Sounds Like:

Dan Willis

A cover album, at the very least, should aim to avoid any outright abominations of its originals. I think we can all recall awful examples of techno remixes of our favorite pop songs. While they may provide amusing dance floor fodder for vapid, ecstasy-fueled hedonists, the sober listener, when confronted with such slack-jawed, lazy, plagiaristic drivel feels nothing but an overwhelming urge to vomit blood (I’m thinking of the cover album of Daft Punk’s “Discovery,” if anyone has heard it).
At best, a cover album offers artistic insight into the original, shedding new light on an old favorite. I take Joe Cocker’s version of the Beatles’ “With a Little Help from My Friends” as an example of what an artist can accomplish in a cover.
So it is with a curious, hopeful, yet slightly wary disposition that I come to this disc of 8-bit covers of assorted Kraftwerk songs. The CD, due for release on the Astralwerks label Feb. 6, indeed has a mighty standard to live up to. Kraftwerk’s influence in the sphere of popular music is immense. The earliest hip-hop DJs sampled their beats in the dance clubs of the late ’70s, an untold number of pop acts gained influence from their simplistic melodic ditties, and there isn’t an electronic artist around who doesn’t owe Kraftwerk a thank you note for their revolutionary work with synthesizers, sequencers and other electronic gadgets.
The 8-bit aesthetic offers a promising palate for interpreting Kraftwerk’s purely technological music. 8-bit’s lo-fi sounds coming primarily from early video game systems are constrainingly simple in their textures and colors, but they convey an inimitable sense of innocence combined with an inescapable “computerness” – an interesting set of tools for commenting on Kraftwerk’s vision of a world where ubiquitous technology transforms humans into “man-machines.”
The album lives up to its high standard on such tracks as “The Robots,” “Pocket Calculator,” and “It’s More Fun to Compute.” In each case, the cover embellishes and extends further in the direction towards which the original was pushing. “The Robots” progresses more towards the absurd Electroclash leanings of the original.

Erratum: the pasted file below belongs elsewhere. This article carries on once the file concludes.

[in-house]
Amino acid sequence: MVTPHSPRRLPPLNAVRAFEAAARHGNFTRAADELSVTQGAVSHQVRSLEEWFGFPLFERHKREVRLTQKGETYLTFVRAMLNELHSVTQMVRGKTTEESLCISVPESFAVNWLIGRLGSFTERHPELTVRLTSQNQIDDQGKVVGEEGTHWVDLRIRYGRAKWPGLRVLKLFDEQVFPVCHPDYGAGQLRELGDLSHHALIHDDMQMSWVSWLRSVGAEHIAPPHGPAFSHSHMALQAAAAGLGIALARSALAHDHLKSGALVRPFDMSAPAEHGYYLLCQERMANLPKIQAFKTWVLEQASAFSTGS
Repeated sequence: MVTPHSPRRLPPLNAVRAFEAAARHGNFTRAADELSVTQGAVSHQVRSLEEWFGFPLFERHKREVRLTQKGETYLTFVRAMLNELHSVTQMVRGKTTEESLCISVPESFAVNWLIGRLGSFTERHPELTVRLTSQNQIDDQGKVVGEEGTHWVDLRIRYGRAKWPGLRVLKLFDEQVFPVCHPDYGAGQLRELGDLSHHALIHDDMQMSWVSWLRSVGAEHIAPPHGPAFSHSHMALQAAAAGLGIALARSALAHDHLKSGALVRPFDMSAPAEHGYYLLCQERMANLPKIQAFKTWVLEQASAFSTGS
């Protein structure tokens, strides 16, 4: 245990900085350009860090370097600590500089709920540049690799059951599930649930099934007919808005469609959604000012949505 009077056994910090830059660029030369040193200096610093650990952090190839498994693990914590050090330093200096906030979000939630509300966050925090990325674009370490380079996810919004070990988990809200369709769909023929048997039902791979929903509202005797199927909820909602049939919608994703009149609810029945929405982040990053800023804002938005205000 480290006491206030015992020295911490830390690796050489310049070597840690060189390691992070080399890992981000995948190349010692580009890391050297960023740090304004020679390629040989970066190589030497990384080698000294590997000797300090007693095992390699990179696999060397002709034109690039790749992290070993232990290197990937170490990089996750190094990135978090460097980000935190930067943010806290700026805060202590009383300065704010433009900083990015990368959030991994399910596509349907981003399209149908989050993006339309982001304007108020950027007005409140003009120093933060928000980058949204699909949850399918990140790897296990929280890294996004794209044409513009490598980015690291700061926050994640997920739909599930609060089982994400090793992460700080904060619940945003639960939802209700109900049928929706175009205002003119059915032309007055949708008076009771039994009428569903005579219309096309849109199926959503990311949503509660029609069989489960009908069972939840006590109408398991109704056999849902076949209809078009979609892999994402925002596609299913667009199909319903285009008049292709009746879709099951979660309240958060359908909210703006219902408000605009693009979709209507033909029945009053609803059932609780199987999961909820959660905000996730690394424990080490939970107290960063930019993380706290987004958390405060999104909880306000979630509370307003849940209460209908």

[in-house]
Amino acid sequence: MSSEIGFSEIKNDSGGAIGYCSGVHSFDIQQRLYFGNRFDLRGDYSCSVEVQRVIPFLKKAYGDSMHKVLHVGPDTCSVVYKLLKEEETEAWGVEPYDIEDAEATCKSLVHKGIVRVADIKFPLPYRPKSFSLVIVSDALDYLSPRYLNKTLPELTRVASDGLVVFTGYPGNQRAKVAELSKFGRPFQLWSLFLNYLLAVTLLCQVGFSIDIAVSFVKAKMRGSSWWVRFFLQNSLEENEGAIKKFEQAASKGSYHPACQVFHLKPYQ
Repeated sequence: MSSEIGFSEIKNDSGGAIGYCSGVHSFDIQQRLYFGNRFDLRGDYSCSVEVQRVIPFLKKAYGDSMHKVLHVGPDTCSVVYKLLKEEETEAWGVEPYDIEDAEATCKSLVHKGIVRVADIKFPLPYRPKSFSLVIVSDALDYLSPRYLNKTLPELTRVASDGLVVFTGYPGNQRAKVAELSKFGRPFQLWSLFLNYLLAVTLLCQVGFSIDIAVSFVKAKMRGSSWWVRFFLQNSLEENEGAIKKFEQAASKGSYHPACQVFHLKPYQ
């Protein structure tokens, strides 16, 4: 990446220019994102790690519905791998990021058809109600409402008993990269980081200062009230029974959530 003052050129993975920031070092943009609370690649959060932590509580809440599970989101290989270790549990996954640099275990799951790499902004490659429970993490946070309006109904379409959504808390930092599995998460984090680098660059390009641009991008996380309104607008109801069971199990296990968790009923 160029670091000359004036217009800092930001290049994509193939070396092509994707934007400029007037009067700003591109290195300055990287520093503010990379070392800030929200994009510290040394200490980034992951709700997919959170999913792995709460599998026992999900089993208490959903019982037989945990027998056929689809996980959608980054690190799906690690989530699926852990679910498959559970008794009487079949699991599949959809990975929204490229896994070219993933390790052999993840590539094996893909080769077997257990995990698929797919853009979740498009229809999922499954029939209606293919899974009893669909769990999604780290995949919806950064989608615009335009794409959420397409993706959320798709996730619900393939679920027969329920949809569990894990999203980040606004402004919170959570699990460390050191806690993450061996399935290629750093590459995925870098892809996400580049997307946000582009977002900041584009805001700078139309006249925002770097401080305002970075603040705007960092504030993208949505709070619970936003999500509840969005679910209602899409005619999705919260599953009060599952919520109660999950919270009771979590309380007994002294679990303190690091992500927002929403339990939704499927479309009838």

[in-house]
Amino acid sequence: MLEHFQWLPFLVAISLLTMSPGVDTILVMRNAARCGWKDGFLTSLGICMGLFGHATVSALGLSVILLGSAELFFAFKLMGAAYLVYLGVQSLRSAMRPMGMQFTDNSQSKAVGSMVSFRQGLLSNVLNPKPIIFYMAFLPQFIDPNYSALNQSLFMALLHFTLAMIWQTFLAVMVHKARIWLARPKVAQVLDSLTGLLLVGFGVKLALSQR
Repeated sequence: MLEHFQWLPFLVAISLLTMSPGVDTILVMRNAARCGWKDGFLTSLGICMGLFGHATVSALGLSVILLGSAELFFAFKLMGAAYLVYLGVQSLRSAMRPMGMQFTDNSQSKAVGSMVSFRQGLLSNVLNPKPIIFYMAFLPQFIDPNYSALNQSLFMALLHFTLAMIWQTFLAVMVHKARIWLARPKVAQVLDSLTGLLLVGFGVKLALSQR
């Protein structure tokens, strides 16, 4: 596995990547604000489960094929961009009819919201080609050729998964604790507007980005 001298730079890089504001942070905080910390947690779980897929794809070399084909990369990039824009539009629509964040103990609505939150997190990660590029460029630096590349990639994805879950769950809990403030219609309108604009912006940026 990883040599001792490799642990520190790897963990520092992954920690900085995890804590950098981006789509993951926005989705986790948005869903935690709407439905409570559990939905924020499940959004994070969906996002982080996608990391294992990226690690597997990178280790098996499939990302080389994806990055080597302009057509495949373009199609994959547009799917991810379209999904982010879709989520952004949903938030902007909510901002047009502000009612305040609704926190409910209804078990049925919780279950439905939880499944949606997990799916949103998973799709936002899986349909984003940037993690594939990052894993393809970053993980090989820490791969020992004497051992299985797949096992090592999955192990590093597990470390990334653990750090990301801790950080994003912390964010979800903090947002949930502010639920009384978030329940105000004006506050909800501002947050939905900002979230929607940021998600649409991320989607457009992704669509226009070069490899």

“Pocket Calculator” riffs on the campy, tongue-in-cheek dance-punk feeling of its Kraftwerk model. And “It’s More Fun to Compute” plunges headlong into the sort of brooding, dark, heavy industrial nihilism foreshadowed by its earlier counterpart.
However, “Showroom Dummies” is the unequivocal peak of the album. It sticks to the slightly eerie robotic minimalism of the original 1977 song, while the 8-bit textures lend even more man-or-automaton ambiguity than the original sounds. In a small stroke of genius, the song’s producer, Role Model, adds a countermelody during the chorus which dances in such efficient Kraftwerkian simplicity that it almost feels as if Kraftwerk themselves made a mistake by not thinking of it for the original.
The album lags in places where the cover artist seems to lose focus of the original spirit of the song. “Electric Cafe” seems content to tread over the same droll material, adding nothing substantive, leaving the music to stagnate from lack of direction. GwEm and Counter Reset, who cover “The Man-Machine,” rely on a healthy dose of ego to convey their musical power. But all their chest-pounding shout-outs distract from whatever they are trying to say in their simple and thin adaptation.
This disc is worth checking out, especially for Kraftwerk disciples and fans of all sorts of electronic music.